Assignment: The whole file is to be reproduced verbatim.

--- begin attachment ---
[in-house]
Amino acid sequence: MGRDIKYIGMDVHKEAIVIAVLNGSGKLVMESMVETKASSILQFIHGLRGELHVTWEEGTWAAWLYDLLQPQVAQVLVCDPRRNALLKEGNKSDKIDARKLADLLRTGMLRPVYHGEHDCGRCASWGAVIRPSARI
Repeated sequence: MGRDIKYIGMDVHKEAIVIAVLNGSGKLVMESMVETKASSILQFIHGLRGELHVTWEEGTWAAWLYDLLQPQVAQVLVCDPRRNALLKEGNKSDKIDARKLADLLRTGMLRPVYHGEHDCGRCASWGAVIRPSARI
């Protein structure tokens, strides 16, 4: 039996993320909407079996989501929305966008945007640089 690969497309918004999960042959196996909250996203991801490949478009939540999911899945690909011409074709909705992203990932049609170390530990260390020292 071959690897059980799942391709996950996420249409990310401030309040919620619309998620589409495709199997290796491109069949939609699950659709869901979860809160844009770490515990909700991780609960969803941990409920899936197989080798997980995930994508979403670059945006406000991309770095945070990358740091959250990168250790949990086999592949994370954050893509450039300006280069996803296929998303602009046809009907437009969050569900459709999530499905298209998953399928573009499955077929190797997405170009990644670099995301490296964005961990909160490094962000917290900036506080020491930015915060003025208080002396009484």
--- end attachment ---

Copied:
[in-house]
Amino acid sequence: MGRDIKYIGMDVHKEAIVIAVLNGSGKLVMESMVETKASSILQFIHGLRGELHVTWEEGTWAAWLYDLLQPQVAQVLVCDPRRNALLKEGNKSDKIDARKLADLLRTGMLRPVYHGEHDCGRCASWGAVIRPSARI
Repeated sequence: MGRDIKYIGMDVHKEAIVIAVLNGSGKLVMESMVETKASSILQFIHGLRGELHVTWEEGTWAAWLYDLLQPQVAQVLVCDPRRNALLKEGNKSDKIDARKLADLLRTGMLRPVYHGEHDCGRCASWGAVIRPSARI
């Protein structure tokens, strides 16, 4: 039996993320909407079996989501929305966008945007640089 690969497309918004999960042959196996909250996203991801490949478009939540999911899945690909011409074709909705992203990932049609170390530990260390020292 071959690897059980799942391709996950996420249409990310401030309040919620619309998620589409495709199997290796491109069949939609699950659709869901979860809160844009770490515990909700991780609960969803941990409920899936197989080798997980995930994508979403670059945006406000991309770095945070990358740091959250990168250790949990086999592949994370954050893509450039300006280069996803296929998303602009046809009907437009969050569900459709999530499905298209998953399928573009499955077929190797997405170009990644670099995301490296964005961990909160490094962000917290900036506080020491930015915060003025208080002396009484």